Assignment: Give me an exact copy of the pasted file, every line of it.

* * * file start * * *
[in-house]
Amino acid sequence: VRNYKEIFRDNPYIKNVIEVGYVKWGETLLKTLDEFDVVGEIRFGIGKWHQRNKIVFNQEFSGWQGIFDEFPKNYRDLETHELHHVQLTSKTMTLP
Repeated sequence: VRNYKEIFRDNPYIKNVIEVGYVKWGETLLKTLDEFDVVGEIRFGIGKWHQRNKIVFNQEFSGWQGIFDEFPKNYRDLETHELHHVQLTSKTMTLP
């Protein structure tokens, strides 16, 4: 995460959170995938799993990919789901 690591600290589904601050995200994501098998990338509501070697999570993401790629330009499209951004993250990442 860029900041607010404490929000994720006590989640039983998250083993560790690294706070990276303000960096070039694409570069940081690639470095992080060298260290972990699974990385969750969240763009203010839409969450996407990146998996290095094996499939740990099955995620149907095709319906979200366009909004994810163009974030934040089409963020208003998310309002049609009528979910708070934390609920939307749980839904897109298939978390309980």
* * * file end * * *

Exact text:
[in-house]
Amino acid sequence: VRNYKEIFRDNPYIKNVIEVGYVKWGETLLKTLDEFDVVGEIRFGIGKWHQRNKIVFNQEFSGWQGIFDEFPKNYRDLETHELHHVQLTSKTMTLP
Repeated sequence: VRNYKEIFRDNPYIKNVIEVGYVKWGETLLKTLDEFDVVGEIRFGIGKWHQRNKIVFNQEFSGWQGIFDEFPKNYRDLETHELHHVQLTSKTMTLP
């Protein structure tokens, strides 16, 4: 995460959170995938799993990919789901 690591600290589904601050995200994501098998990338509501070697999570993401790629330009499209951004993250990442 860029900041607010404490929000994720006590989640039983998250083993560790690294706070990276303000960096070039694409570069940081690639470095992080060298260290972990699974990385969750969240763009203010839409969450996407990146998996290095094996499939740990099955995620149907095709319906979200366009909004994810163009974030934040089409963020208003998310309002049609009528979910708070934390609920939307749980839904897109298939978390309980």